The Violence Against Women Act will be 20 years old tomorrow, September 13th. This anniversary comes on the heels of the explosion over the Ray Rice video where we see exactly what we knew had happened all along and that is Ray Rice punching his then fiance and knocking her unconscious. To many the mere report that Ray Rice had punched and knocked his fiance unconscious was enough to hold him in contempt and feel that he should face a much greater punishment than the two game suspension he had initially received from the NFL, but there were many others that needed to witness the brutality before coming to such a conclusion.
Unfortunately this is a common reaction or non-reaction to domestic violence. When we hear about it in the abstract we are disapproving and shake our head in disgust, but we go on with our business. When we are forced to confront it in a much more personal manner, perhaps through a relative, friend or in my case, clients, it becomes much more disturbing. People who have dealt with domestic violence survivors know all too well that the reaction by Janay Palmer, she married him shortly after the incident, is all too common. Survivors often stay with their abusers despite the physical punishment and humiliation they are forced to endure.
I have had many clients who were survivors of domestic abuse tell me that had to stay with their husbands or boyfriends because they relied upon them for their and their children’s economic support. They felt trapped and believed that if they left they could not provide for themselves or their children. They would also express guilt and culpability for the abuse, much like we heard from Janay when she apologized for her part in the incident that night in Atlantic City.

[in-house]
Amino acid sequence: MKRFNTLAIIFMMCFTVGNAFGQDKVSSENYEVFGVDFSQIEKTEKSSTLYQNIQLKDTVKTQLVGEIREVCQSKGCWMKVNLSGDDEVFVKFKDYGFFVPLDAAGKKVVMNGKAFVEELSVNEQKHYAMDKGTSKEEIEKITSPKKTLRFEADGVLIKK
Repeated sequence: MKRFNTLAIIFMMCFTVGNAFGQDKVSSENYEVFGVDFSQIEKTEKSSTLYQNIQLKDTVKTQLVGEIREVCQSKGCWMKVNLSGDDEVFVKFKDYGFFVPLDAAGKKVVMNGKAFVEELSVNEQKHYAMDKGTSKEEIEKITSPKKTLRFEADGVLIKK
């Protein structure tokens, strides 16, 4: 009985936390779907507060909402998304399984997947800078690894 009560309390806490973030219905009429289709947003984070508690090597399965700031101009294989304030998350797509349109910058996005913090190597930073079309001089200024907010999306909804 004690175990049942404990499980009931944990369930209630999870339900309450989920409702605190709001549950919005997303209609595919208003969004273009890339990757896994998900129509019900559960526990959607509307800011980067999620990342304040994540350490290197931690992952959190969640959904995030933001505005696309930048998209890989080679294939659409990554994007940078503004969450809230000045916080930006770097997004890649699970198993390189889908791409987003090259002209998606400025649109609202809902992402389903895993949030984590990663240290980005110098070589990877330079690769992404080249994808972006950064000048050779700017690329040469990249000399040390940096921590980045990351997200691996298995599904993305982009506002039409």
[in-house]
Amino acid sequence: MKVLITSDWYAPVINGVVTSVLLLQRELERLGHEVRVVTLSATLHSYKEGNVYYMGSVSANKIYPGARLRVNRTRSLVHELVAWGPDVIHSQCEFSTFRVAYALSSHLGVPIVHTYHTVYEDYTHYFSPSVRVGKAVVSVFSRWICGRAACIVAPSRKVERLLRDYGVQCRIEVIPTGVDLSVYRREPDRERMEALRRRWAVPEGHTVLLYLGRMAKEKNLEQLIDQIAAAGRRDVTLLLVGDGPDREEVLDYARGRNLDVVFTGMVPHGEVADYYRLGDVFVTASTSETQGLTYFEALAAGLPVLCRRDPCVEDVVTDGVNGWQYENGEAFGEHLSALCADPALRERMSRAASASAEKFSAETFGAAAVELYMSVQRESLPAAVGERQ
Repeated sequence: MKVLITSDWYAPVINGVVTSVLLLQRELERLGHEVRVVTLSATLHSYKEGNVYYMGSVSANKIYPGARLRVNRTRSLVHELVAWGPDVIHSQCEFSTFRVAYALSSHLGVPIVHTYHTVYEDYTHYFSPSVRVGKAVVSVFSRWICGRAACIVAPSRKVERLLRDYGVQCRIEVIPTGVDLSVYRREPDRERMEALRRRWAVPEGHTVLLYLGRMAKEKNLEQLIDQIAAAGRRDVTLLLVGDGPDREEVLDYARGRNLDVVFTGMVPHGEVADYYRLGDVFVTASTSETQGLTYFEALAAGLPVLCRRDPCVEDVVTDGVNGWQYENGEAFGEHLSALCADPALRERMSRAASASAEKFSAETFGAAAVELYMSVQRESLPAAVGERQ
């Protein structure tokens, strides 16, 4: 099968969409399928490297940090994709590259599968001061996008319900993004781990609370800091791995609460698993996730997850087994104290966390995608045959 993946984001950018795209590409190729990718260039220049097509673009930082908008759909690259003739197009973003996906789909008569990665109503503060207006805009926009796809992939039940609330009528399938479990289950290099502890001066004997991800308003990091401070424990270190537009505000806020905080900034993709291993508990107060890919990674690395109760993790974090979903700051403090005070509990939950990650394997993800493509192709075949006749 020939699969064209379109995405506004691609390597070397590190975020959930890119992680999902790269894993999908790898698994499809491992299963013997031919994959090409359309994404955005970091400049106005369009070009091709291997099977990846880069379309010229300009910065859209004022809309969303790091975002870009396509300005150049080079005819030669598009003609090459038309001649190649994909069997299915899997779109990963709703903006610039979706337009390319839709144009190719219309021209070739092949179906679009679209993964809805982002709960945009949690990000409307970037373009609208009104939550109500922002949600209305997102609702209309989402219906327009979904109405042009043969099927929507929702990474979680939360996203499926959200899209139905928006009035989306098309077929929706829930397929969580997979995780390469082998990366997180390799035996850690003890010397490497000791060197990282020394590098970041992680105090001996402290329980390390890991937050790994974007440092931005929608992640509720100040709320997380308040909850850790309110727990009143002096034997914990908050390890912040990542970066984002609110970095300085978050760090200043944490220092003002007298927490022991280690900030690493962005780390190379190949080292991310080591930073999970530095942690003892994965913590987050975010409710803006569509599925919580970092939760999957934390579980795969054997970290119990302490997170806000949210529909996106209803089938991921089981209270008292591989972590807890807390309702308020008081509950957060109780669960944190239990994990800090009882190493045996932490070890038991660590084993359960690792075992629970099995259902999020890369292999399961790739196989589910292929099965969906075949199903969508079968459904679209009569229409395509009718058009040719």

All survivors of abuse face so many hard obstacles to overcome, but undocumented immigrants face many more. It is why VAWA is so important and such a wonderful piece of legislation. It has freed so many immigrant women (and men) from the clutches of domestic violence. I love being able to tell clients who are survivors to let me worry about their immigration status and everything will be ok and that all they need to concentrate on is being safe and growing stronger.
All of this also coincides with a great victory by Attorney Roy Petty (listen to our 3rd podcast) from Arkansas at the BIA where they officially recognized abused married women from Guatemala who cannot receive protection from their spouse as a particular social group and eligible for asylum under our laws. Immigration attorneys have been winning these type of battered women cases for some time now, but the official recognition is wonderful.
There is a lot wrong about our immigration system, but the movements it has made in protection survivors of domestic violence is not one of them. So, tomorrow I will raise a glass to VAWA and to all the survivors out there.